The AR-15 forward assist, a mechanical feature found on most AR-15 pattern rifles, is something that newbies might not totally understand. You’ll find the forward assist assembly on the right-hand side of your rifle (for most guns) directly below the charging handle.
Some details may get glossed over for the sake of brevity here, and since this is more for newbies…bear with me. Or get angry in the comments section.
The forward assist is a holdover feature from an older time, as semi-automatic rifles of the early to mid-20th century (M1, M1 Carbine, the M14, and others) had the capability of being forced into battery. There is some discussion of whether they should even be installed on a rifle in the first place, which we’ll go over in a bit.
A forward assist is used to push the rifle’s bolt carrier groups closed. To actuate it, you press the button on the forward assist assembly. This moves the bolt forward and chambers a round. The intended effect is usually to force a round into the chamber if it hangs up for any reason, sort of like the old trick of hitting the slide of a semi-auto pistol with the heel of your hand in the case of a failure to feed.
The AR-15 forward assist was added to the rifle at the behest of the Army as Eugene Stoner (and the Air Force) actually didn’t believe it was necessary on his original design that became the M16 rifle. Colt created the forward assist assembly, including a pawl (the thing you press) a plunger (which engages with the receiver to send it forward) a spring and a roll pin. To actuate it, you press the pawl, pushing the plunger forward. That engages with teeth on the receiver, pushing it forward.
When the bolt carrier group closes, the forward assist spring pushes the pawl back out. A fairly simple device, all in all.
Since forward assists are standard equipment on AR-15 pattern rifles, there is an aftermarket industry of different pawl designs to customize your gun, such as those made by Strike Industries and many others. The feature was kept on civilian market AR-pattern rifles as, after all, lots of people want to buy the guns (or a facsimile thereof) that the professionals use so it had better look mil-spec.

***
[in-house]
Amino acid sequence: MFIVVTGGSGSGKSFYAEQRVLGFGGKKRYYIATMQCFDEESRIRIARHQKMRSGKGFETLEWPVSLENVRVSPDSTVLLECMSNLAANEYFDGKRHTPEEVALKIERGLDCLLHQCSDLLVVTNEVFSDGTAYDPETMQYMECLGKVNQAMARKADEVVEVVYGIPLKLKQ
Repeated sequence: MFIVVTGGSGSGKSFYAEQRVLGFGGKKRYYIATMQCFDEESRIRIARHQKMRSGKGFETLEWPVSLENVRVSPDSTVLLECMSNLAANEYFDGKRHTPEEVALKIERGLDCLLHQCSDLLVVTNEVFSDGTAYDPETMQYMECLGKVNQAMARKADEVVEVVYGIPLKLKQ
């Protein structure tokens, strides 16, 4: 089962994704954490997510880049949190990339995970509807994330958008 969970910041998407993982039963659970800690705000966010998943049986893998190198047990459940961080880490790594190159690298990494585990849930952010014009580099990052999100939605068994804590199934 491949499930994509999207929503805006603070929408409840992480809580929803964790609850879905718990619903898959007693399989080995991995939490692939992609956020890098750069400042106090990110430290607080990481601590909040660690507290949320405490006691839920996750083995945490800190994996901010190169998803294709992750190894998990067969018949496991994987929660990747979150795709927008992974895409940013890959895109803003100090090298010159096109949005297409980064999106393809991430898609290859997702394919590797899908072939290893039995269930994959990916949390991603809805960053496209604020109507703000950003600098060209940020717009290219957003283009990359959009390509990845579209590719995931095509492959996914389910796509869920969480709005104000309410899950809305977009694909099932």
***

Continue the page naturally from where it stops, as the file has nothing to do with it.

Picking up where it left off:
Why would you use a forward assist? Basically to close the bolt if a round doesn’t fully seat in the chamber and holds the bolt open. It wasn’t an uncommon design feature for the day. As mentioned, the M1 Garand, M1 Carbine and M14 all had external forward assist functions (you could slam the bolt home if needed) as well. In the heat of battle, that’s a good thing to have…on paper, anyway.
Now we get to the discussion of whether a forward assist is necessary.
First, there are a few different reasons why a cartridge will fail to feed. One reason is that you just have a bad round, which happens. Another is that you have a dirty bolt carrier and/or receiver, fouled by carbon deposits and other detritus. Another still is that the bolt carrier failed to return to battery due to a bad spring, improper shooting, act of God or what-have-you as semi-auto rifles can be touchier than bolt-action rifles.
Each of these problems is caused by something that a forward assist does nothing to ameliorate, though in the case of a rogue failure to feed, it can get the gun back into battery.
In any case, a malfunction is an indicator that Something Is Wrong. Forcing the gun to operate won’t correct that and could actually result in catastrophe. Additionally, the forward assist could completely seize the bolt carrier and receiver by forcing a deformed round into the chamber.
Since most AR-pattern rifles are owned by civilians who use them to punch paper…are they really that necessary?
Arguably not. A round can be cleared and the rifle returned to battery by pulling the charging handle in many cases. If insufficient cleaning and/or lubrication is the issue, the fix is time spent with a cleaning rod and patches.
What is the best thing to do, then, if you have a malfunction?
First, perform a press check or visual check that a round is chambered by pulling the charging handle back enough to open the bolt and have a look. (Make sure the rifle is pointed in a safe direction first, of course.) Unload by taking out the magazine and ejecting the round. Reload, and see if the issue repeats. If so, try moving the bolt by hand by pulling on it with a fingertip or moving it with your thumb.
If it doesn’t move or fully seat when pulled by a finger, chances are you have an issue that a forward assist won’t help with.
Hunters will sometimes use the forward assist in the field. They will slowly ride their charging handle closed to chamber a round. The idea is to close the bolt quietly so as not to spook game. Sometimes that results in a round not fully seating the the chamber. That’s when they’ll use the forward assist to push the bolt closed and fully chamber the round.
While arguably redundant, a forward assist can quickly get the gun back into battery in the right conditions and so so quickly. They’re functional, to be sure, but are also arguably unnecessary…though that isn’t going to stop a lot of AR-15 rifle makers from installing them.
What do you think, though? Necessary feature or useless relic? Sound off in the comments.